There are travels that have inspired films and then there are travel films that inspire you to go out on your own adventure: in fact, it seems to be a pretty cyclical relationship. Capturing a country’s sights and sounds in moving picture is one of the best ways to instil the prospective traveller with a sense of adventure.[related_articles]58841,58494[/related_articles]
Telling incredible stories, capturing the most stunning landscapes or simply showing you what else is out there: these films will have you running to the nearest airport to book a one-way ticket on the next flight leaving the ground.
#1 Into the Wild
Despite its grim conclusion, Into the Wild is firmly anchored in the hearts of travellers everywhere. The film follows the true story of Christopher McCandless who abandons his conventional life after graduation and ventures across North America. Free from the strictures of society, his travels allow him to find himself while traversing some of the most beautiful landscapes in America. Encapsulating the feeling of adventure, freedom and spontaneity that comes with chucking a change of clothes into a backpack and simply setting off, Into the Wild is the one of the classic go-to travel films.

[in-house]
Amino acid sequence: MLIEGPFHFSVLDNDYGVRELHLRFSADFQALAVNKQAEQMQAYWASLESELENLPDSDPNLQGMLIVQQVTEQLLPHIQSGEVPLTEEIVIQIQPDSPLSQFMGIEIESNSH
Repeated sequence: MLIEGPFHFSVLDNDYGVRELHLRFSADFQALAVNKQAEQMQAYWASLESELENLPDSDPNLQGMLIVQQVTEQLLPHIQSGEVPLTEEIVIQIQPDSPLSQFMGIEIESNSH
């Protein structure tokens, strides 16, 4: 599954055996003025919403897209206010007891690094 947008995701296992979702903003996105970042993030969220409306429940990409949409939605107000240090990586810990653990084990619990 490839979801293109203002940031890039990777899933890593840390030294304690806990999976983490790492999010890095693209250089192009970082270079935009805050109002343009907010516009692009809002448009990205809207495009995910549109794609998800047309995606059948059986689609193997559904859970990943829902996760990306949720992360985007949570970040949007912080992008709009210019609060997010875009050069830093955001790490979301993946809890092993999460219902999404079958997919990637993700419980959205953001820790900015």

#2 Midnight in Paris
If you’re of the school of thought that Paris is the most magical city in the world, likelihood is that Midnight in Paris is already among your favourite travel films. Almost anything shot on location in the City of Light would make the most hardened traveller weak at the knees, but Woody Allen’s 2011 release captures the Paris we all dream of visiting.
As anyone who’s already visited will know, the modern day city is a far cry from the gold-bathed, Insta-ready streets of Allen’s movie – and you certainly don’t find yourself transported back to the ’20s at midnight. Still, if the prospect of hanging out with Hemingway, drinking with Dalì and meeting Picasso’s mistress doesn’t have you booking a flight to Paris CDG, nothing will.
#3 Lost in Translation